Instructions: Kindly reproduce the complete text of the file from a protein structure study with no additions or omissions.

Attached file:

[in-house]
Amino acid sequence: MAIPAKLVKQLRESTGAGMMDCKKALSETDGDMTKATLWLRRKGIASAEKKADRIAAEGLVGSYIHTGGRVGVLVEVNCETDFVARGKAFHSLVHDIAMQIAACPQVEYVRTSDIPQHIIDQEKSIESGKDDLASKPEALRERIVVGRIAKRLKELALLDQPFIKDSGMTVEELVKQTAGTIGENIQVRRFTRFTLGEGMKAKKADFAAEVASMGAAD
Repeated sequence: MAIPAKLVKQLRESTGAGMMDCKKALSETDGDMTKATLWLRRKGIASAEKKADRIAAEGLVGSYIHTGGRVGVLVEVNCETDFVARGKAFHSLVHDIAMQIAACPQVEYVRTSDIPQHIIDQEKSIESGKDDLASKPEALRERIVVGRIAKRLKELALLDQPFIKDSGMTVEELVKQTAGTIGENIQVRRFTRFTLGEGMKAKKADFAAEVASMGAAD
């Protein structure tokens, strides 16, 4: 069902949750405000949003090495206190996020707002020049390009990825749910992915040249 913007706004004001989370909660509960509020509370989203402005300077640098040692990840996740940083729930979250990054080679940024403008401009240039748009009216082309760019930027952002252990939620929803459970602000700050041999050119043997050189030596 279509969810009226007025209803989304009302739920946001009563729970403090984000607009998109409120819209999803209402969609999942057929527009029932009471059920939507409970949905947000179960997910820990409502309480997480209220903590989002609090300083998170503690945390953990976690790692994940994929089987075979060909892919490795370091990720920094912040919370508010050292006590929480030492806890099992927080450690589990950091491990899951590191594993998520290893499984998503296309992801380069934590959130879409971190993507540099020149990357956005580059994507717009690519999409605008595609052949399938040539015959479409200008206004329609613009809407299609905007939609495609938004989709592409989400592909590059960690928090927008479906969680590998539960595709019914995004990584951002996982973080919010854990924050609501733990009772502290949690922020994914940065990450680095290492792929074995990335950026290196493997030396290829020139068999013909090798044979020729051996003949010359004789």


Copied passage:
[in-house]
Amino acid sequence: MAIPAKLVKQLRESTGAGMMDCKKALSETDGDMTKATLWLRRKGIASAEKKADRIAAEGLVGSYIHTGGRVGVLVEVNCETDFVARGKAFHSLVHDIAMQIAACPQVEYVRTSDIPQHIIDQEKSIESGKDDLASKPEALRERIVVGRIAKRLKELALLDQPFIKDSGMTVEELVKQTAGTIGENIQVRRFTRFTLGEGMKAKKADFAAEVASMGAAD
Repeated sequence: MAIPAKLVKQLRESTGAGMMDCKKALSETDGDMTKATLWLRRKGIASAEKKADRIAAEGLVGSYIHTGGRVGVLVEVNCETDFVARGKAFHSLVHDIAMQIAACPQVEYVRTSDIPQHIIDQEKSIESGKDDLASKPEALRERIVVGRIAKRLKELALLDQPFIKDSGMTVEELVKQTAGTIGENIQVRRFTRFTLGEGMKAKKADFAAEVASMGAAD
């Protein structure tokens, strides 16, 4: 069902949750405000949003090495206190996020707002020049390009990825749910992915040249 913007706004004001989370909660509960509020509370989203402005300077640098040692990840996740940083729930979250990054080679940024403008401009240039748009009216082309760019930027952002252990939620929803459970602000700050041999050119043997050189030596 279509969810009226007025209803989304009302739920946001009563729970403090984000607009998109409120819209999803209402969609999942057929527009029932009471059920939507409970949905947000179960997910820990409502309480997480209220903590989002609090300083998170503690945390953990976690790692994940994929089987075979060909892919490795370091990720920094912040919370508010050292006590929480030492806890099992927080450690589990950091491990899951590191594993998520290893499984998503296309992801380069934590959130879409971190993507540099020149990357956005580059994507717009690519999409605008595609052949399938040539015959479409200008206004329609613009809407299609905007939609495609938004989709592409989400592909590059960690928090927008479906969680590998539960595709019914995004990584951002996982973080919010854990924050609501733990009772502290949690922020994914940065990450680095290492792929074995990335950026290196493997030396290829020139068999013909090798044979020729051996003949010359004789």